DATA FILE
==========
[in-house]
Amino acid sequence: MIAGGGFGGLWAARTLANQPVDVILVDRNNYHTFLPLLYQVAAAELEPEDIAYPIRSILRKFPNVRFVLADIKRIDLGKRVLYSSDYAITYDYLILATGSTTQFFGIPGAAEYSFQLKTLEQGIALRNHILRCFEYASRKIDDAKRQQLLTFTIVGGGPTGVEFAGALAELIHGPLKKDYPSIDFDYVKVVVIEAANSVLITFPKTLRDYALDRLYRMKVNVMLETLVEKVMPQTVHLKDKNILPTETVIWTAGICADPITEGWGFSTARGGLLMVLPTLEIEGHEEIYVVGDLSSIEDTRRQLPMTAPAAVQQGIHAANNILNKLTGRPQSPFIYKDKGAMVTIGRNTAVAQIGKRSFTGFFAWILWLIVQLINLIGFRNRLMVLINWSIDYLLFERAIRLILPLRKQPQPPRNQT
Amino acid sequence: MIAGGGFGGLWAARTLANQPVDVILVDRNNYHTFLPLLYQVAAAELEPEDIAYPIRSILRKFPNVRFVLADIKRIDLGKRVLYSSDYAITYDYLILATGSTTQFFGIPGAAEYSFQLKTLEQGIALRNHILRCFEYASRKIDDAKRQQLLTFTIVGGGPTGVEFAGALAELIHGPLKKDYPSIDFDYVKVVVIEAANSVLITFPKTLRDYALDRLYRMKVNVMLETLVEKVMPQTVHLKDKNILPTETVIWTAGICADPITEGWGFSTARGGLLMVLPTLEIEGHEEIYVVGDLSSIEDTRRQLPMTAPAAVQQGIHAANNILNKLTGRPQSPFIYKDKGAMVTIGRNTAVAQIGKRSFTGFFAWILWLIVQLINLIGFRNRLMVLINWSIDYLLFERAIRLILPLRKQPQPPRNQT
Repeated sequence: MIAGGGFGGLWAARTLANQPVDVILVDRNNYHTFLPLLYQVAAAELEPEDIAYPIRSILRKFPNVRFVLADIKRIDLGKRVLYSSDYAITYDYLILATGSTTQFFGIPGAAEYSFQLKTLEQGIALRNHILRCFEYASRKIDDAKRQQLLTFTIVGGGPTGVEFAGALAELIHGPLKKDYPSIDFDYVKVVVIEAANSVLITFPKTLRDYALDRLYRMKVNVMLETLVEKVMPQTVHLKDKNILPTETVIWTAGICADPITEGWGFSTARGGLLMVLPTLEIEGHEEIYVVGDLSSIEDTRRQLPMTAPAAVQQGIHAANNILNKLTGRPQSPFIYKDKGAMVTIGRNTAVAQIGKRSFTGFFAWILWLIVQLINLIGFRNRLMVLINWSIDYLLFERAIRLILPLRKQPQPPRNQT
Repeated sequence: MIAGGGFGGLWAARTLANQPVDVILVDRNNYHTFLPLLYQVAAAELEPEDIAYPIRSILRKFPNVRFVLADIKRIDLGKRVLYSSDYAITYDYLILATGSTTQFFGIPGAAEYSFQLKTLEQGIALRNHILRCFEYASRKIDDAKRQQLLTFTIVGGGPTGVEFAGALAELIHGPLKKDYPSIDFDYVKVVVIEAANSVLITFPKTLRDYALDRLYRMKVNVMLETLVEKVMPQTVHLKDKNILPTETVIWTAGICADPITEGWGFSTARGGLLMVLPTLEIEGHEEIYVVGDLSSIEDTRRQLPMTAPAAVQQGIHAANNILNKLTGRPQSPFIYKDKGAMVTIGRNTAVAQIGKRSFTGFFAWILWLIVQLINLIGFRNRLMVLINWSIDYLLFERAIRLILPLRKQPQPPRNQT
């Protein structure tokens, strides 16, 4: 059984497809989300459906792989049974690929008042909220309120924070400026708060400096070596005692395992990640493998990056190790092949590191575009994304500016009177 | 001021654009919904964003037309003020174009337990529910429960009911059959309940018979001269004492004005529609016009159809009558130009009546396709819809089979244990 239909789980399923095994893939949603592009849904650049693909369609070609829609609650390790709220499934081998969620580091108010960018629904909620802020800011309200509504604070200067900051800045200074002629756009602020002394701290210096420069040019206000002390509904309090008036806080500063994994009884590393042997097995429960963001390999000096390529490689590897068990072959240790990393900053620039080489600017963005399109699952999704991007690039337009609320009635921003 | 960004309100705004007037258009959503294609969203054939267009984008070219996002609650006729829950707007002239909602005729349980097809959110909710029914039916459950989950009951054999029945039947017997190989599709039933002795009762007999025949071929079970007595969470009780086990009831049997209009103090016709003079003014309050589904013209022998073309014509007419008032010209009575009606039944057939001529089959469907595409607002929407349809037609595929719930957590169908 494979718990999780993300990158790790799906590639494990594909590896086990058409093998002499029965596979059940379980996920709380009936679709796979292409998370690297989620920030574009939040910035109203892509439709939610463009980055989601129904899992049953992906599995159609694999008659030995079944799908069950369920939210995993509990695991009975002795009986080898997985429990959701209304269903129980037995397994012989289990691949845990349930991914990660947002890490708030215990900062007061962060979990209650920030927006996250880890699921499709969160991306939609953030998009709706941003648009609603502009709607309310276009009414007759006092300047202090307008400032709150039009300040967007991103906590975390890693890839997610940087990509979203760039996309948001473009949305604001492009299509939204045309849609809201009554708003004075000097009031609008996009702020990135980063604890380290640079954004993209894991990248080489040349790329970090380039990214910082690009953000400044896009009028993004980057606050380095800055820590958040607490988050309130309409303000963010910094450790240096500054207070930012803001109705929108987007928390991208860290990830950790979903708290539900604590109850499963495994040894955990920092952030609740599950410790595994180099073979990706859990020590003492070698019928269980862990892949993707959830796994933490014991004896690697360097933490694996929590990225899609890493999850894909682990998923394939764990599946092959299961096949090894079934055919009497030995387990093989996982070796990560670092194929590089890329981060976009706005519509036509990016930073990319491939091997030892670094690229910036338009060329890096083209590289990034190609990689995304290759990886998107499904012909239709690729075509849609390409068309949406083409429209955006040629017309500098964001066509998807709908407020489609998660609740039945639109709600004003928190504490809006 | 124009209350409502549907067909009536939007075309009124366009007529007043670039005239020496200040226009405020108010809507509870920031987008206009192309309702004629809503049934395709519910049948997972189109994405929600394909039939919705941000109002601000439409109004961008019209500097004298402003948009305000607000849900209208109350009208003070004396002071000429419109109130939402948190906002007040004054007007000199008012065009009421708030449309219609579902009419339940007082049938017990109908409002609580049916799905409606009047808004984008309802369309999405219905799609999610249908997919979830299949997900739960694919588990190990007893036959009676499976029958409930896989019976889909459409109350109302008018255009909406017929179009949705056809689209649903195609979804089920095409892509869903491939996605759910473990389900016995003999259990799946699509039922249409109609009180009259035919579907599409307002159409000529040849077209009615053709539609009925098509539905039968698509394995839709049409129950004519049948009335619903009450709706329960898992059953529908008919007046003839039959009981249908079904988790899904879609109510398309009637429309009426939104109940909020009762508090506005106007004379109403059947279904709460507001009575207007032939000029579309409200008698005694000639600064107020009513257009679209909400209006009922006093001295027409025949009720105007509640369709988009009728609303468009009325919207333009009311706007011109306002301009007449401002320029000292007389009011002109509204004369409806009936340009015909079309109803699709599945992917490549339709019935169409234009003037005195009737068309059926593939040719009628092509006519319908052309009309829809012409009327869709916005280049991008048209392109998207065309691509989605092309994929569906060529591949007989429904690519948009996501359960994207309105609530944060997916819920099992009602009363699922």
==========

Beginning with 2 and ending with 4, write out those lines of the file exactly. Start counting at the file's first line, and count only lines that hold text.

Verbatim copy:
Amino acid sequence: MIAGGGFGGLWAARTLANQPVDVILVDRNNYHTFLPLLYQVAAAELEPEDIAYPIRSILRKFPNVRFVLADIKRIDLGKRVLYSSDYAITYDYLILATGSTTQFFGIPGAAEYSFQLKTLEQGIALRNHILRCFEYASRKIDDAKRQQLLTFTIVGGGPTGVEFAGALAELIHGPLKKDYPSIDFDYVKVVVIEAANSVLITFPKTLRDYALDRLYRMKVNVMLETLVEKVMPQTVHLKDKNILPTETVIWTAGICADPITEGWGFSTARGGLLMVLPTLEIEGHEEIYVVGDLSSIEDTRRQLPMTAPAAVQQGIHAANNILNKLTGRPQSPFIYKDKGAMVTIGRNTAVAQIGKRSFTGFFAWILWLIVQLINLIGFRNRLMVLINWSIDYLLFERAIRLILPLRKQPQPPRNQT
Amino acid sequence: MIAGGGFGGLWAARTLANQPVDVILVDRNNYHTFLPLLYQVAAAELEPEDIAYPIRSILRKFPNVRFVLADIKRIDLGKRVLYSSDYAITYDYLILATGSTTQFFGIPGAAEYSFQLKTLEQGIALRNHILRCFEYASRKIDDAKRQQLLTFTIVGGGPTGVEFAGALAELIHGPLKKDYPSIDFDYVKVVVIEAANSVLITFPKTLRDYALDRLYRMKVNVMLETLVEKVMPQTVHLKDKNILPTETVIWTAGICADPITEGWGFSTARGGLLMVLPTLEIEGHEEIYVVGDLSSIEDTRRQLPMTAPAAVQQGIHAANNILNKLTGRPQSPFIYKDKGAMVTIGRNTAVAQIGKRSFTGFFAWILWLIVQLINLIGFRNRLMVLINWSIDYLLFERAIRLILPLRKQPQPPRNQT
Repeated sequence: MIAGGGFGGLWAARTLANQPVDVILVDRNNYHTFLPLLYQVAAAELEPEDIAYPIRSILRKFPNVRFVLADIKRIDLGKRVLYSSDYAITYDYLILATGSTTQFFGIPGAAEYSFQLKTLEQGIALRNHILRCFEYASRKIDDAKRQQLLTFTIVGGGPTGVEFAGALAELIHGPLKKDYPSIDFDYVKVVVIEAANSVLITFPKTLRDYALDRLYRMKVNVMLETLVEKVMPQTVHLKDKNILPTETVIWTAGICADPITEGWGFSTARGGLLMVLPTLEIEGHEEIYVVGDLSSIEDTRRQLPMTAPAAVQQGIHAANNILNKLTGRPQSPFIYKDKGAMVTIGRNTAVAQIGKRSFTGFFAWILWLIVQLINLIGFRNRLMVLINWSIDYLLFERAIRLILPLRKQPQPPRNQT